Notwithstanding the above, we appreciate Complainant's concerns and strongly urge the Council and the Committee to be mindful about the optics of engaging in conversations outside of an open meeting. Assembling outside of the public purview, such as what occurred here, not only risks violating the OMA, but also can create the impression that public business is being conducted outside the public purview and erode trust in government. Members of public bodies must bear in mind the OMA's purpose “that public business be performed in an open and public manner and that the citizens be advised of and aware of the performance of public officials and the deliberations and decisions that go into the making of public policy.” R.I. Gen. Laws § 42-46-1.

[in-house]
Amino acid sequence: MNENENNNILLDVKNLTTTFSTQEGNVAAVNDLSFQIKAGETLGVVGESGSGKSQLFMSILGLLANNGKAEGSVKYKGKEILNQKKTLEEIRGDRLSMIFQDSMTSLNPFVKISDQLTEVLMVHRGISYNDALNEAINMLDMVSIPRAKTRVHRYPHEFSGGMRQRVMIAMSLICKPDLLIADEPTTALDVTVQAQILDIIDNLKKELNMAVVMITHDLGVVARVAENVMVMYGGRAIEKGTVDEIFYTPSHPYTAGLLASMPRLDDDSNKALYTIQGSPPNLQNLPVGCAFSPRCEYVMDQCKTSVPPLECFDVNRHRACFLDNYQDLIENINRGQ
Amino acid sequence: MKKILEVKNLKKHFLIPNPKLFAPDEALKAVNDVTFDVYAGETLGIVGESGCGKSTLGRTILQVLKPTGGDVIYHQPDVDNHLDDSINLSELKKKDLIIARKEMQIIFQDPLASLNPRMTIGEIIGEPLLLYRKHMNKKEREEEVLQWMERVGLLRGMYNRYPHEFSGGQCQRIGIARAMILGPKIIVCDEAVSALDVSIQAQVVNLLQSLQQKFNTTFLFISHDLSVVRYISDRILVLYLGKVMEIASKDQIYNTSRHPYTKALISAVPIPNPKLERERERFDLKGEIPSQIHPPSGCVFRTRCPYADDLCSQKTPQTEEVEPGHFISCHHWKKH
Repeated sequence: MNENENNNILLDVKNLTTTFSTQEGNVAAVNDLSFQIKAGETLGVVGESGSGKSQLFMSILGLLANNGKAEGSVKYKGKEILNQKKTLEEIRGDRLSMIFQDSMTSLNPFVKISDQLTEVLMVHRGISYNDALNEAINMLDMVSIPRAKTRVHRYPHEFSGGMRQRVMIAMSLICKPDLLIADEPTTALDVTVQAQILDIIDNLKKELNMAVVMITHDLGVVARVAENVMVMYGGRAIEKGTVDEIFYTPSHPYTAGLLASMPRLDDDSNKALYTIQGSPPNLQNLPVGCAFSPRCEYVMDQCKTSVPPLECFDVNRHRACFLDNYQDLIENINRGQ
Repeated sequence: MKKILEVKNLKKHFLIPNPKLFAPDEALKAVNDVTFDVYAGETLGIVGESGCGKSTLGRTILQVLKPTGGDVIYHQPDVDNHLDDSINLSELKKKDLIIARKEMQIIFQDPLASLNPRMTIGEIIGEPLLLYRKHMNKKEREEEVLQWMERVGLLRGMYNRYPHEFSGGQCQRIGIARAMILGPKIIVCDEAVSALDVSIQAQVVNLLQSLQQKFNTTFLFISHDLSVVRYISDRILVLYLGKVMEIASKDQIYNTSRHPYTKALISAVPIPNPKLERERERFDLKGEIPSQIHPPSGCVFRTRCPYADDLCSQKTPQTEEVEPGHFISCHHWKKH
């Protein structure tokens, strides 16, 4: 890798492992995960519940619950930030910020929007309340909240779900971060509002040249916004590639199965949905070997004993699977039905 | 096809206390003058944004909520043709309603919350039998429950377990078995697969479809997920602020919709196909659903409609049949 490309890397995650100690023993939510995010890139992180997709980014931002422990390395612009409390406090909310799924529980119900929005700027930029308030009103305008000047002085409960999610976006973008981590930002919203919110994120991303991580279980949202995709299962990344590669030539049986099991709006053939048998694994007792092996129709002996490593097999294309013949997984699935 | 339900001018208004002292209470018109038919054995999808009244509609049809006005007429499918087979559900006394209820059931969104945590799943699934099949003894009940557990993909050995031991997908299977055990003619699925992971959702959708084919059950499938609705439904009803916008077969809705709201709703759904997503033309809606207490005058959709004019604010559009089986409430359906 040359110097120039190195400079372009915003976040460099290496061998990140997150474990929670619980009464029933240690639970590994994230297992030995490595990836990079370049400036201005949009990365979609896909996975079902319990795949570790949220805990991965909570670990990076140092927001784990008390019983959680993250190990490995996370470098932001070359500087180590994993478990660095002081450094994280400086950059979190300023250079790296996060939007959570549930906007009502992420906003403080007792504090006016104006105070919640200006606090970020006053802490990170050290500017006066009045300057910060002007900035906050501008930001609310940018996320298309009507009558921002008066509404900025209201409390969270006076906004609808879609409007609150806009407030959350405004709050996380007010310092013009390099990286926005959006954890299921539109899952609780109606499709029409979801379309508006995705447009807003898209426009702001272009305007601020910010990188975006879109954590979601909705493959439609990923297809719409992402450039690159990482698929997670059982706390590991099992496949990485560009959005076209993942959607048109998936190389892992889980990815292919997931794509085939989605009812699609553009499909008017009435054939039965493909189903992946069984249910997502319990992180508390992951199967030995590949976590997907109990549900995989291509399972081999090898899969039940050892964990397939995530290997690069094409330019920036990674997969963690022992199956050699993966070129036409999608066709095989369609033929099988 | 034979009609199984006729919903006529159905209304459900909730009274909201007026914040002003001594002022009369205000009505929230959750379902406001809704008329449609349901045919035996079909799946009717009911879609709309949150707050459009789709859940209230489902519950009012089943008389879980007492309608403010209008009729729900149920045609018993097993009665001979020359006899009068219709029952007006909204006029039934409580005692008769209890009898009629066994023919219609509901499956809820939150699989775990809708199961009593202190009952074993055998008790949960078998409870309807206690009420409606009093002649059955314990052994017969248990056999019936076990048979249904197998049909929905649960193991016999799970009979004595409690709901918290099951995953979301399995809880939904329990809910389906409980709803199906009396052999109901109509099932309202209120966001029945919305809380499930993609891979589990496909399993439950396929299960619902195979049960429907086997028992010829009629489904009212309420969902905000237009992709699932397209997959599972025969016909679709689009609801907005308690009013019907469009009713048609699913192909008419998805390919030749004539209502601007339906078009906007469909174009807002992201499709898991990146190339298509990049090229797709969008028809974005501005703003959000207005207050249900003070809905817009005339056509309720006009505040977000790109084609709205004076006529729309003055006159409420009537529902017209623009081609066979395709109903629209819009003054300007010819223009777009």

Although the Office of the Attorney General will not file suit in this matter, nothing within the OMA prohibits an individual from instituting an action for injunctive or declaratory relief in Superior Court. See R.I. Gen Laws § 42-46-8(c). The OMA allows the Complainant to file a complaint within ninety (90) days from the date of the Attorney General’s closing of the complaint or within one hundred eighty (180) days of the alleged violation, whichever occurs later. See id. Please be advised that we are closing this file as of the date of this letter.


We thank you for your interest in keeping government open and accountable to the public.







By: /s/ Adam D. Roach

Adam D. Roach

Special Assistant Attorney General